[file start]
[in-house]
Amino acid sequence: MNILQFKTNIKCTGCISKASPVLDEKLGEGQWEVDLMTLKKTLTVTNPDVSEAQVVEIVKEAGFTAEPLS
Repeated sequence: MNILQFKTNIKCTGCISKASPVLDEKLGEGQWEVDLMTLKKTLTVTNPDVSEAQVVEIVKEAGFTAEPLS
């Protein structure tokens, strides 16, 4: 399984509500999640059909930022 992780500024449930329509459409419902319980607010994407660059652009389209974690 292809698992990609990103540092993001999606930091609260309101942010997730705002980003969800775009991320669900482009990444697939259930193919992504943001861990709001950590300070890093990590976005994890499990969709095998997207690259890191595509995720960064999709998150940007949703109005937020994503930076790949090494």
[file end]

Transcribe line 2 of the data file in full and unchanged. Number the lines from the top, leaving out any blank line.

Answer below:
Amino acid sequence: MNILQFKTNIKCTGCISKASPVLDEKLGEGQWEVDLMTLKKTLTVTNPDVSEAQVVEIVKEAGFTAEPLS